Is It An Off-Road Adventure Or Just A Walk In The Park?



I remember having to get out and lock hubs and shift into neutral to engage low range.

Coming off press previews of the 2013 Land Rover Range Rover and the 2014 Jeep Grand Cherokee that involved some heavy-duty off-road rock climbing, I'm simply amazed at the capabilities that these vehicles possess. But even more impressive (or troubling depending on your perspective) is the relative ease with which you can operate these vehicles in seemingly impossible terrain.

Not that I'm a hardcore off-roader, but I've been in my share of 4x4's over the years and remember having to get out and lock hubs, shift into neutral to engage low range and learning that the accelerator and brake pedals can be your best friends or worst enemies in either moving along or getting hopelessly stuck.

Thanks to the wonders of electronics, advanced transfer cases and electric limited slip differentials, instead of manipulating levers or locking hubs, one merely has to punch a button or turn a knob to engage the right strategy to deal with whatever conditions encountered on the trail.


Matt DeLorenzo is the former editor-in-chief of Road & Track and has covered the auto industry for 35 years, including stints at Automotive News and AutoWeek. He has authored books including VW's New Beetle, Chrysler's Modern Concept Cars, and Corvette Dynasty.



The 2014 Grand Cherokee is the off-road equivalent of smart cruise control for road cars.

In January, I had the opportunity to take the Range Rover through an off-road vehicle park in southern Utah to try out the revamped vehicle's hill descent system. No matter how steep the grade, once the system is engaged it's feet off the pedals. You merely steer and let the vehicle manage the gas and braking. It smartly avoids wheel lockup, which is the last thing you need when crawling downhill. Also, it didn't hurt that Land Rover brought along some great trail guides who took the guesswork out of where to point the vehicle.

Not to be outdone, Jeep has equipped its redesigned 2014 Grand Cherokee with an automatic hill descent and ascent mode. It's the off-road equivalent of smart cruise control for road cars. With this mode engaged, you use the paddle shifts to select your speed (in kilometers per hour) up to 8 kph. The vehicle modulates the throttle and automatically drives up and down hills at the preset speed. Again, Jeep had some great trail guides pointing the right way to place the wheels on our off-road excursion outside of Austin, TX. Thanks to the use of a programmable screen in the center of the dash, you could watch the steering direction of the wheels on one screen or toggle to a different view to see the angle of the axles, including whether or not a particular wheel was on the ground or not.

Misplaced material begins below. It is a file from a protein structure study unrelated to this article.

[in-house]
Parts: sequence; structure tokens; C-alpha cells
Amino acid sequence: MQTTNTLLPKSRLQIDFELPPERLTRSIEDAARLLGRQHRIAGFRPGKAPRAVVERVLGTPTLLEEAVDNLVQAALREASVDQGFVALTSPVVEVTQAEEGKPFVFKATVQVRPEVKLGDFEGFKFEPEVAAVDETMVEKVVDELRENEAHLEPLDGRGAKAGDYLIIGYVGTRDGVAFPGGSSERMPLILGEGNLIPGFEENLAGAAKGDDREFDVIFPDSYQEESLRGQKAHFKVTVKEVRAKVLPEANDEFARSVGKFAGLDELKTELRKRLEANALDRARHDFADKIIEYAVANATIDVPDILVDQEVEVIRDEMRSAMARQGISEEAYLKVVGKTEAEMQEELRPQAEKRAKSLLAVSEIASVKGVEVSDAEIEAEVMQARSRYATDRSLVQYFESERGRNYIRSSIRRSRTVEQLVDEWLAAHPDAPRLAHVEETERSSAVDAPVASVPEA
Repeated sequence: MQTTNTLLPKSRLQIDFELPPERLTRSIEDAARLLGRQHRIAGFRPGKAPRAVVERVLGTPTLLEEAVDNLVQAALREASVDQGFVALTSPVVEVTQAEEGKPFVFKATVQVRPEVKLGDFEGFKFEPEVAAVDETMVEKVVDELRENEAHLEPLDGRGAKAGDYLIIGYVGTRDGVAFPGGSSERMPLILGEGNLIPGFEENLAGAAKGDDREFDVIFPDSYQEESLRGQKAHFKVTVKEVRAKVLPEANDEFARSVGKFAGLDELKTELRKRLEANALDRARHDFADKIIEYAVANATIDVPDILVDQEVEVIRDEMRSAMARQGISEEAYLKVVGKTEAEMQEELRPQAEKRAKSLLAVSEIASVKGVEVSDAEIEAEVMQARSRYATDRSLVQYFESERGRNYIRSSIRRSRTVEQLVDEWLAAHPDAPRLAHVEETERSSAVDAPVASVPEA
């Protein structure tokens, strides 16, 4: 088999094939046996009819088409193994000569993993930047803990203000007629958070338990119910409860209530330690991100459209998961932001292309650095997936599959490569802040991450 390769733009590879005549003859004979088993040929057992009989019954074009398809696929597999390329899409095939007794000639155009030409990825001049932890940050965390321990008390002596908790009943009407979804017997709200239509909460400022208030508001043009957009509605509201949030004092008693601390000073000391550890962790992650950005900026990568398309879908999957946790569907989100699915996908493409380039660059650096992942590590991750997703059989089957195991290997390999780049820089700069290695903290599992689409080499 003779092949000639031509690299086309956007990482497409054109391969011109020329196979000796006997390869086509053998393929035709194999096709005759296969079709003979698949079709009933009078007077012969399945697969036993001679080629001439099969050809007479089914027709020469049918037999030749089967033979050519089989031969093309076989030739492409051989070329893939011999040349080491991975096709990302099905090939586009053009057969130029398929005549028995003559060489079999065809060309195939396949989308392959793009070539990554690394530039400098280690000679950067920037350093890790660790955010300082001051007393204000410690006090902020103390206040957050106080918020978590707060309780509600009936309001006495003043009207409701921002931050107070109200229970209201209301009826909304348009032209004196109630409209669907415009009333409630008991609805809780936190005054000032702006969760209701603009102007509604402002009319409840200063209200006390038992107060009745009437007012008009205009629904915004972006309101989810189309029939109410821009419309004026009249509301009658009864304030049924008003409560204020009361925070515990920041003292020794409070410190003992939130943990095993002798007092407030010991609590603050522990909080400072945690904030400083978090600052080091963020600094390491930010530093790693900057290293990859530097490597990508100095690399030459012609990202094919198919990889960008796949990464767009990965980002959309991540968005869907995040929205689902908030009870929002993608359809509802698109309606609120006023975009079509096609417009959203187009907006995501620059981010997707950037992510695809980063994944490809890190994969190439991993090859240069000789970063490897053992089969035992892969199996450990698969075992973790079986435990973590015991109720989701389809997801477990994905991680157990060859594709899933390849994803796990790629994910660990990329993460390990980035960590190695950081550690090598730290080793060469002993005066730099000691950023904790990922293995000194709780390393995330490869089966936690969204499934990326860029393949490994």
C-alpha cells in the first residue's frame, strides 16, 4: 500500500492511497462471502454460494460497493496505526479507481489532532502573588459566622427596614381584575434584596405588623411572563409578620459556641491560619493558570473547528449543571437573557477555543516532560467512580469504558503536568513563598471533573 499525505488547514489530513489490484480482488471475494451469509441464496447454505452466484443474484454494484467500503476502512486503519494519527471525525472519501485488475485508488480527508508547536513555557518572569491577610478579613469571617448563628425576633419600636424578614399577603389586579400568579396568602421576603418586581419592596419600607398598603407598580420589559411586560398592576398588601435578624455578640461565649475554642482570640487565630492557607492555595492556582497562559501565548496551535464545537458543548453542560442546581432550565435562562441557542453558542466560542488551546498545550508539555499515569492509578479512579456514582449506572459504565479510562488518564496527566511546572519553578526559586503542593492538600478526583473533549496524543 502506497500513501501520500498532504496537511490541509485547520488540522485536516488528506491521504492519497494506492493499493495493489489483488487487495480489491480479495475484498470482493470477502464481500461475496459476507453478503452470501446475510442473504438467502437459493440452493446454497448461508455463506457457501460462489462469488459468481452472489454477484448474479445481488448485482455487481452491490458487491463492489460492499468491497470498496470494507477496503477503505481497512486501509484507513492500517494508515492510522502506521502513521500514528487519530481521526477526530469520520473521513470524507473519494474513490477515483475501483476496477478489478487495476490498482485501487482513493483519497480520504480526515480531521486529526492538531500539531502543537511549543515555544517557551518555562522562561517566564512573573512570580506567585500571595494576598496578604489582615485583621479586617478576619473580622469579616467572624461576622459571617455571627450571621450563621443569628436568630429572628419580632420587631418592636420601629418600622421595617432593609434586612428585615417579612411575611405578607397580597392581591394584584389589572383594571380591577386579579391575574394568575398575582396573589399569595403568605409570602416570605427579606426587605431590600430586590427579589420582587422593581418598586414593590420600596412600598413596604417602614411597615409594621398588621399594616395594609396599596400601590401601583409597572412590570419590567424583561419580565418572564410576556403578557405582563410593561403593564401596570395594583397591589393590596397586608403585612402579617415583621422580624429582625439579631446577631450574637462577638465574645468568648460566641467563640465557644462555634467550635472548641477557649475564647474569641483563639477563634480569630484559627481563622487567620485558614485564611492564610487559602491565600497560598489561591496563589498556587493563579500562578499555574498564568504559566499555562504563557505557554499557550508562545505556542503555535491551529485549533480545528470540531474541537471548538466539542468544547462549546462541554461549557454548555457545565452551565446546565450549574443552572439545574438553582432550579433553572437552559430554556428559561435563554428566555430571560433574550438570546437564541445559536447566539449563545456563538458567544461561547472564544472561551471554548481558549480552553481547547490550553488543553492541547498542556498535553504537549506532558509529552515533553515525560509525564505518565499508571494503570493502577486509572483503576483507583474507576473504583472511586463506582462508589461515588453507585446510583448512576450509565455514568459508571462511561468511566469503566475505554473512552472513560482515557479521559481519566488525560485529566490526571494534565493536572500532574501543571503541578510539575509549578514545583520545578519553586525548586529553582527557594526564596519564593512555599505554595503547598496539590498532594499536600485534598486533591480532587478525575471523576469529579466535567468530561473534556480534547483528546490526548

They are a far cry from the utilitarian nature of the original Jeeps and Land Rovers.

The hill descent/ascent mode, along with the other settings for mud, snow, sand and rocks, operate seamlessly. In this regard, like stability control in road cars, these systems offer a tremendous safety net in difficult off-road situations. The ability for the electronics to assess grip levels, do the right math and deliver the right amount – or in some cases, all the torque – to one wheel, simply boggles the mind.

And to the casual off-roader, it's simply amazing the severity of the terrain you can traverse in these large, five-passenger vehicles that also serve as luxury on-road rides. It's a far cry from the utilitarian nature of the original Jeeps and Land Rovers.

Yet, there is something about the experience that I find a bit unsettling that goes back to my earlier encounters with SUVs, when you had to lock the hubs, and engage low and use the brake and the gas pedals and worry about the vehicle sliding sideways down a hill and off a cliff. I think there is a sense of accomplishment in mastering a machine rather than letting that machine do all the work for you. There is a huge difference in being in total control of the vehicle or just merely being along for the ride.

I guess I'd rather just do it myself.

Granted, the technology opens up off-roading to a larger audience that otherwise wouldn't dare to take their vehicles off unpaved two-tracks. Still, there is something missing when your interaction is limited to pushing buttons or pulling paddles. It is somewhat like the difference between going on a ride in an amusement park, which can be thrilling in its own way, and actually doing something where you're in control, which really is about a genuine sense of accomplishment. In this world where autonomous control or automatic control of vehicles is becoming more commonplace, I guess I'd rather just do it myself.


Matt DeLorenzo is the former editor-in-chief of Road & Track and has covered the auto industry for 35 years, including stints at Automotive News and AutoWeek. He has authored books including VW's New Beetle, Chrysler's Modern Concept Cars, and Corvette Dynasty.




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